You are my reason for everything.
Last week at work, we celebrated a 100 years of Douglass empowering women… but this week is twice the celebration because Arham beta, in just a few short years, you have empowered me in ways I couldn’t imagine.
You have given me strength to fight when I have felt defeated.
You have given me reasons to smile when all I wanted to do was cry.
You have given me reasons to have faith for all the obstacles you have overcome couldn’t be explained in any other way.
You make me so proud, not only for who you are… but who you push me to be by reminding me what truly matters.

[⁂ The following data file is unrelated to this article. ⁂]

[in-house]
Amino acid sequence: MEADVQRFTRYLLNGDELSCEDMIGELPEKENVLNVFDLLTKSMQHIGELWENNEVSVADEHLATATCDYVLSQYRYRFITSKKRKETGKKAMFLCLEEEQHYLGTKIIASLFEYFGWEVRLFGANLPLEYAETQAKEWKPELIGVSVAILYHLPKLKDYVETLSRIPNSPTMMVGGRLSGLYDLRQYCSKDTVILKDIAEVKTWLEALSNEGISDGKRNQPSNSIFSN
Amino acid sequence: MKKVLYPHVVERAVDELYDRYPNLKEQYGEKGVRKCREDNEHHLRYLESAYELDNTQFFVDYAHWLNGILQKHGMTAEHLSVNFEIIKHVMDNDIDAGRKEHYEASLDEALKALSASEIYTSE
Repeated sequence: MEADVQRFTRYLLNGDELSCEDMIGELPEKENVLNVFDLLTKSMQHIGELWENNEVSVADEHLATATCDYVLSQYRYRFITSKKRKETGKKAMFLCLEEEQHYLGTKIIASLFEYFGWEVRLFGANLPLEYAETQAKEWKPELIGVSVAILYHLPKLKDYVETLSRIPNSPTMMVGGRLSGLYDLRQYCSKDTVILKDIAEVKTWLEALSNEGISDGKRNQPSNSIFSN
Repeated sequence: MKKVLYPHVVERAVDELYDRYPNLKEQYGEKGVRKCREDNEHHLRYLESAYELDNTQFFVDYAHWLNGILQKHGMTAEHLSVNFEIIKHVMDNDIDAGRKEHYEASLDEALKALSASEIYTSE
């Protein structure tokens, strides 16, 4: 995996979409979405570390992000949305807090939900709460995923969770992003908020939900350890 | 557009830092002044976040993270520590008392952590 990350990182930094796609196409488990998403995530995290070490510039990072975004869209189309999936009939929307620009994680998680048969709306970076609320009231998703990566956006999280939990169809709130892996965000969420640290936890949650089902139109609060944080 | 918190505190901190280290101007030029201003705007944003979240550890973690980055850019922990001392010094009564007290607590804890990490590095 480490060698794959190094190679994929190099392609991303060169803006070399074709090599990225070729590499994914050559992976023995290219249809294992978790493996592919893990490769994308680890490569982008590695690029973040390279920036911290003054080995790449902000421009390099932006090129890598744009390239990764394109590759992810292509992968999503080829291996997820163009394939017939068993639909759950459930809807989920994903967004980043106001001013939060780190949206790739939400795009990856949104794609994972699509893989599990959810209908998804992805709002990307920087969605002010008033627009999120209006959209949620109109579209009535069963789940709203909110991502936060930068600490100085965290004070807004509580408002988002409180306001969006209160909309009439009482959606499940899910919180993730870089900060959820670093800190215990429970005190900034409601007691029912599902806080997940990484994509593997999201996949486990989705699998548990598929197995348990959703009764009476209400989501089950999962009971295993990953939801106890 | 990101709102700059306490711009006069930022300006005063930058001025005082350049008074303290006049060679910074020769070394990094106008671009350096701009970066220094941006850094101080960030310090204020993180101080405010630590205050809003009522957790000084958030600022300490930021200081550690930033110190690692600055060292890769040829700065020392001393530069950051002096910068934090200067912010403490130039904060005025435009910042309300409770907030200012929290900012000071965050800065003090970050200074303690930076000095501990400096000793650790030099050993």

I wish there was a way to preserve the innocence of your infancy and toddler-hood, as it truly is going by too fast, but just the same it’s amazing to see you thrive. It seems like it was just yesterday you were too small for even newborn sized clothes and it amazes me how quickly each phase has passed.
Let’s see what this coming year brings inshAllah. … but if we can just agree to “terrific twos” instead of “terrible twos”…
I pray you always stay grounded. I pray Allah SWT keeps you under His infinite protection always. I pray He protects you from the evil and guides you to goodness always. I pray you use your talents and intellect in a positive manner always. I pray you are always a source of joy for others.
Forever your proud Mama,
Too often we forget how limited our time in this world is and what truly matters.
We chase materialistic things, not realizing it's going to be meaningless after our short stay here.
We chase people who are nothing. We devalue those who are everything. We make trivial matters into big things yet diminish the value of what really matters.